22 February 2010

Framing a realistic financial model for comic-book heroes

'Comics history is filled with characters who have seemingly bottomless pockets. Think about it. For years, the Xavier Institute has been sustained by Professor Xavier and Warren Worthington. Somehow, the nebulous assets held by these two men has paid for housing and feeding hundreds of mutants, building countless supersonic jets and periodically rebuilding a massive mansion when Sentinels blow it up.

Batman is able to create an arsenal of weaponry that could conquer a small European nation. He has literally hundreds of cars, jets, boats, explosives, grappling hooks, and bat-shaped shuriken that he created using his personal wealth. And his assets are so great that Bruce Wayne is able to build all of these things without anyone noticing that he is using his money to build ridiculous contraptions. This means that he can buy a Bat-plane without creating enough of a dent to arouse suspicion. That is a LOT of money.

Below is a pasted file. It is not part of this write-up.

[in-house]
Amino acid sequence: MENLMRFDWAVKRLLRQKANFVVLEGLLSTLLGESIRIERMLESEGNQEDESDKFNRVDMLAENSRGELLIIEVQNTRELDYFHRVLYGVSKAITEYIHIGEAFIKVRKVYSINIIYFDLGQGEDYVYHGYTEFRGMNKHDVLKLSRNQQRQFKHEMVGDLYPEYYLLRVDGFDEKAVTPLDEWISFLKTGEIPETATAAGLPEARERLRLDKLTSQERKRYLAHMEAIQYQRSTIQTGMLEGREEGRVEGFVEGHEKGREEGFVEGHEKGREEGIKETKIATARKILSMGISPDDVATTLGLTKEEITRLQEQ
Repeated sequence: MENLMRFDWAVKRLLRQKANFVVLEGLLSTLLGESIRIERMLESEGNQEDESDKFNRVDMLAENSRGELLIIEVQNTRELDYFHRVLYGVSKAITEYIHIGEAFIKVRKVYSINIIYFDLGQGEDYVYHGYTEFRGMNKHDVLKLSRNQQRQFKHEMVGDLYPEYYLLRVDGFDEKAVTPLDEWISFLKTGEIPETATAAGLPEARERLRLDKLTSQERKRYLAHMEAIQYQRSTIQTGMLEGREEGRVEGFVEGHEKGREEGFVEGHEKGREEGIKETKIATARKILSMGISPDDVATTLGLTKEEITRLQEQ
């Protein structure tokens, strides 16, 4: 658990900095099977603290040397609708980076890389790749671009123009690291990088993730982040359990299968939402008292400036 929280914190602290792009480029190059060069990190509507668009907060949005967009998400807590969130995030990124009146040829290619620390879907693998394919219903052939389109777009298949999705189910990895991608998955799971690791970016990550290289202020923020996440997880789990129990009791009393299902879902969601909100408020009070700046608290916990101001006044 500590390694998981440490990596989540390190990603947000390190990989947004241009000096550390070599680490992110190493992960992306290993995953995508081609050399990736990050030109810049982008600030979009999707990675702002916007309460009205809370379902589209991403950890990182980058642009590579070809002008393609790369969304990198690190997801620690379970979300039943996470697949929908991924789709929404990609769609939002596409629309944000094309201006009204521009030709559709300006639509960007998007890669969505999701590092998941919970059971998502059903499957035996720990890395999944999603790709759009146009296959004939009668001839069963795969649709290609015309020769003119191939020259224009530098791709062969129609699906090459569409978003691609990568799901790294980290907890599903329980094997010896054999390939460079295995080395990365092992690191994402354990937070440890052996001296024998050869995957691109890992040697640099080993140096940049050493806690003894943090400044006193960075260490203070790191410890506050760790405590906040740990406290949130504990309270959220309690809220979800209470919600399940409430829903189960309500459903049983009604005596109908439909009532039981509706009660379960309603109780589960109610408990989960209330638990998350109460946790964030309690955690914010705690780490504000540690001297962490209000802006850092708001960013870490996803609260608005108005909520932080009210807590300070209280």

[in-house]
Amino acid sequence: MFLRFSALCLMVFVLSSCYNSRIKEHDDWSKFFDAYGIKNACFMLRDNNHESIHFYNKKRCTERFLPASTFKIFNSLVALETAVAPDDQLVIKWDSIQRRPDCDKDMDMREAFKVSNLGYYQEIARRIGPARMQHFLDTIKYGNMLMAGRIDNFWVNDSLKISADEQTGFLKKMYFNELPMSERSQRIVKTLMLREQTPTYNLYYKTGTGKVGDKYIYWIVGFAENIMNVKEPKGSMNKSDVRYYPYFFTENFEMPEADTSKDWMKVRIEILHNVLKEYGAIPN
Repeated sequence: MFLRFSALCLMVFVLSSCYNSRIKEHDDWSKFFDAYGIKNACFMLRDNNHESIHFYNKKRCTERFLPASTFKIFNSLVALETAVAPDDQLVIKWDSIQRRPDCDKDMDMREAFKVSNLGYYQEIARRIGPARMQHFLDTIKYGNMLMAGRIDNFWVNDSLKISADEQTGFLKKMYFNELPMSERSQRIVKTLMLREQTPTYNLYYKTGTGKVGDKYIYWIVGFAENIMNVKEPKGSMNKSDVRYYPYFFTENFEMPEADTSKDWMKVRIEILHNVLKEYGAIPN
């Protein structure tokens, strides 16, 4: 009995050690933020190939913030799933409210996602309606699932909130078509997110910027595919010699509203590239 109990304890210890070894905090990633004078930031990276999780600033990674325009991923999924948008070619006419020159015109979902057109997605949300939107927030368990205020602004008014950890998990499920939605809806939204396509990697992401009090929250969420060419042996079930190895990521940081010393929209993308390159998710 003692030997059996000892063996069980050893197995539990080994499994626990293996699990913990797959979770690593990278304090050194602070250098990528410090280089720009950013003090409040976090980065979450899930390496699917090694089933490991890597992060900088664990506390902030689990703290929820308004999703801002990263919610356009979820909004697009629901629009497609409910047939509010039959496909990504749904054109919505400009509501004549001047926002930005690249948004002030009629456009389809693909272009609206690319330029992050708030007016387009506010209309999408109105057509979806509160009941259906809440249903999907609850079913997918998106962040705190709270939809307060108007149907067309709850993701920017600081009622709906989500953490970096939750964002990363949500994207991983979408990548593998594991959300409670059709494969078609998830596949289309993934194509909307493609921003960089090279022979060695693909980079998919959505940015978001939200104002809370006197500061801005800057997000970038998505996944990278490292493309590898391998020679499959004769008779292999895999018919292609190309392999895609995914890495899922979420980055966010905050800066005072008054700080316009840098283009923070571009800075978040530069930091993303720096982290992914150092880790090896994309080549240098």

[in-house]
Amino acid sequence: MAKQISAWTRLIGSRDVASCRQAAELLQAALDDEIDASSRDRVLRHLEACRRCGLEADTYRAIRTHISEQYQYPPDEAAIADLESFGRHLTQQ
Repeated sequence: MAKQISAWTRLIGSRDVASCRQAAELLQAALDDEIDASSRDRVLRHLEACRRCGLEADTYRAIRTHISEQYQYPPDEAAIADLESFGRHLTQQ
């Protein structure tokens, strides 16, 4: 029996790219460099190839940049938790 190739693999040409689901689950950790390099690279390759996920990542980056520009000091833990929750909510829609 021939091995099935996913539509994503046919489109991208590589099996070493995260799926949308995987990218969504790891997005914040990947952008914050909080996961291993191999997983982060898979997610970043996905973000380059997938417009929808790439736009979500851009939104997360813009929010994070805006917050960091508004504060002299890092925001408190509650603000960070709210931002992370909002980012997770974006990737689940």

But in Uncanny X-Men # 520, we see that wealth is, in fact, finite and that someone can't keep buying engines for a mutant asteroid indefinitely. It's nice to see someone in this universe who is in touch with reality. Even if that person is an immortal man in a white suit and surgeon's mask who dual wields hypodermic injection pistols'

- Mark Butler, Christian Science Monitor, 22 February 2010

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